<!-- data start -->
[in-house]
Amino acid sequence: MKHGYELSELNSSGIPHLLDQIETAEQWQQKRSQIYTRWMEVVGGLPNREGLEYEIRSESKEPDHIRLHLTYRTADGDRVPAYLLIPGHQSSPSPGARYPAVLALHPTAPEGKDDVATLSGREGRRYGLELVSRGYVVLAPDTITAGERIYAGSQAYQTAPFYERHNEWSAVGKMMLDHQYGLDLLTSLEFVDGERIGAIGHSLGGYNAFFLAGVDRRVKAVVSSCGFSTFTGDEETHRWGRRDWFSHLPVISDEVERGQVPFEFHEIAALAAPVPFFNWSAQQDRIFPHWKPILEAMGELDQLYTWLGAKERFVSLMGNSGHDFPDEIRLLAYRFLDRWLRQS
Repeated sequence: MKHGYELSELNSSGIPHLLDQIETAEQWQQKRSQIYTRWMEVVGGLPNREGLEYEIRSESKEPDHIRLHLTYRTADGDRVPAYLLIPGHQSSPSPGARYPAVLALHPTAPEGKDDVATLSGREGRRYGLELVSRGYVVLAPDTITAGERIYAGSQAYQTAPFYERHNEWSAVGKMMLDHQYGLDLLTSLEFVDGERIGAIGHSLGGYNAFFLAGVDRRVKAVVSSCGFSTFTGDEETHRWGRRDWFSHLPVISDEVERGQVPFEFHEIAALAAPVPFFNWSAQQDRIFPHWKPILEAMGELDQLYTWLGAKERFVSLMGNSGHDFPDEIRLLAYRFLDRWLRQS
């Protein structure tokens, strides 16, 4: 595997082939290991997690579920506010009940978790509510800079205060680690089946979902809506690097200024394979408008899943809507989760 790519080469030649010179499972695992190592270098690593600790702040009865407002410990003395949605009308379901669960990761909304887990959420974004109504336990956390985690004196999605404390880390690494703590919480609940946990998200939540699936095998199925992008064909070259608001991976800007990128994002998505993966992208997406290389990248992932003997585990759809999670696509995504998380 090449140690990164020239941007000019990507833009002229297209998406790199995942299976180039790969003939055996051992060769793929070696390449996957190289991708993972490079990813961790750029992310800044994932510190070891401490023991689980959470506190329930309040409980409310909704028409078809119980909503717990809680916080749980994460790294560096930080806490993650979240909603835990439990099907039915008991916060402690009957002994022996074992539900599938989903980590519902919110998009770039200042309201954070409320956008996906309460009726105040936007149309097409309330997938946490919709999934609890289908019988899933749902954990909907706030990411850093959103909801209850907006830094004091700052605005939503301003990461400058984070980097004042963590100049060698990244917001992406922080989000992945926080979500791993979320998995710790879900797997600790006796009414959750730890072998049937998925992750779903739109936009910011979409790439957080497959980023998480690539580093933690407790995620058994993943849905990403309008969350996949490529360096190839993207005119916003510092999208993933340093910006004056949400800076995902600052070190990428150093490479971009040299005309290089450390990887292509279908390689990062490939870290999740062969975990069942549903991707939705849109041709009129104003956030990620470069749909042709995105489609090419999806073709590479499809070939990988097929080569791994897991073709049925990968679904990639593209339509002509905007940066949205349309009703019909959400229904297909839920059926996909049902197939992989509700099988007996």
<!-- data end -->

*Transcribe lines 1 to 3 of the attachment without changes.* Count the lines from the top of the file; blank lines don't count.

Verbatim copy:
[in-house]
Amino acid sequence: MKHGYELSELNSSGIPHLLDQIETAEQWQQKRSQIYTRWMEVVGGLPNREGLEYEIRSESKEPDHIRLHLTYRTADGDRVPAYLLIPGHQSSPSPGARYPAVLALHPTAPEGKDDVATLSGREGRRYGLELVSRGYVVLAPDTITAGERIYAGSQAYQTAPFYERHNEWSAVGKMMLDHQYGLDLLTSLEFVDGERIGAIGHSLGGYNAFFLAGVDRRVKAVVSSCGFSTFTGDEETHRWGRRDWFSHLPVISDEVERGQVPFEFHEIAALAAPVPFFNWSAQQDRIFPHWKPILEAMGELDQLYTWLGAKERFVSLMGNSGHDFPDEIRLLAYRFLDRWLRQS
Repeated sequence: MKHGYELSELNSSGIPHLLDQIETAEQWQQKRSQIYTRWMEVVGGLPNREGLEYEIRSESKEPDHIRLHLTYRTADGDRVPAYLLIPGHQSSPSPGARYPAVLALHPTAPEGKDDVATLSGREGRRYGLELVSRGYVVLAPDTITAGERIYAGSQAYQTAPFYERHNEWSAVGKMMLDHQYGLDLLTSLEFVDGERIGAIGHSLGGYNAFFLAGVDRRVKAVVSSCGFSTFTGDEETHRWGRRDWFSHLPVISDEVERGQVPFEFHEIAALAAPVPFFNWSAQQDRIFPHWKPILEAMGELDQLYTWLGAKERFVSLMGNSGHDFPDEIRLLAYRFLDRWLRQS